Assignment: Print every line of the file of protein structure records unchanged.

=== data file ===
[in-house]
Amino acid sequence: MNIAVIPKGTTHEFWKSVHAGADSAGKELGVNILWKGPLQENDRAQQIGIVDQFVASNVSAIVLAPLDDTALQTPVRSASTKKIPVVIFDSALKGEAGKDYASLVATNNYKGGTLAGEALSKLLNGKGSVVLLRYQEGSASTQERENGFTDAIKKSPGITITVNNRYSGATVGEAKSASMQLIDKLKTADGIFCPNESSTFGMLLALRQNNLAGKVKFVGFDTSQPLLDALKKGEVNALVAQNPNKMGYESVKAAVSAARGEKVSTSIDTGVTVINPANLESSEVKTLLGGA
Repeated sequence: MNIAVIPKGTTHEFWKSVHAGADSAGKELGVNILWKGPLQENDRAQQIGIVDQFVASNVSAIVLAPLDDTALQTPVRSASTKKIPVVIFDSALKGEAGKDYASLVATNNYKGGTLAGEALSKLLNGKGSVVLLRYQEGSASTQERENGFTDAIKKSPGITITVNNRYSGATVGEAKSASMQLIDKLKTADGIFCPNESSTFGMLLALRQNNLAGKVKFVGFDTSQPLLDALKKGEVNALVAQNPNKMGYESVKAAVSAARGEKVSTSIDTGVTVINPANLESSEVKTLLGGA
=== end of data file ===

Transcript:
[in-house]
Amino acid sequence: MNIAVIPKGTTHEFWKSVHAGADSAGKELGVNILWKGPLQENDRAQQIGIVDQFVASNVSAIVLAPLDDTALQTPVRSASTKKIPVVIFDSALKGEAGKDYASLVATNNYKGGTLAGEALSKLLNGKGSVVLLRYQEGSASTQERENGFTDAIKKSPGITITVNNRYSGATVGEAKSASMQLIDKLKTADGIFCPNESSTFGMLLALRQNNLAGKVKFVGFDTSQPLLDALKKGEVNALVAQNPNKMGYESVKAAVSAARGEKVSTSIDTGVTVINPANLESSEVKTLLGGA
Repeated sequence: MNIAVIPKGTTHEFWKSVHAGADSAGKELGVNILWKGPLQENDRAQQIGIVDQFVASNVSAIVLAPLDDTALQTPVRSASTKKIPVVIFDSALKGEAGKDYASLVATNNYKGGTLAGEALSKLLNGKGSVVLLRYQEGSASTQERENGFTDAIKKSPGITITVNNRYSGATVGEAKSASMQLIDKLKTADGIFCPNESSTFGMLLALRQNNLAGKVKFVGFDTSQPLLDALKKGEVNALVAQNPNKMGYESVKAAVSAARGEKVSTSIDTGVTVINPANLESSEVKTLLGGA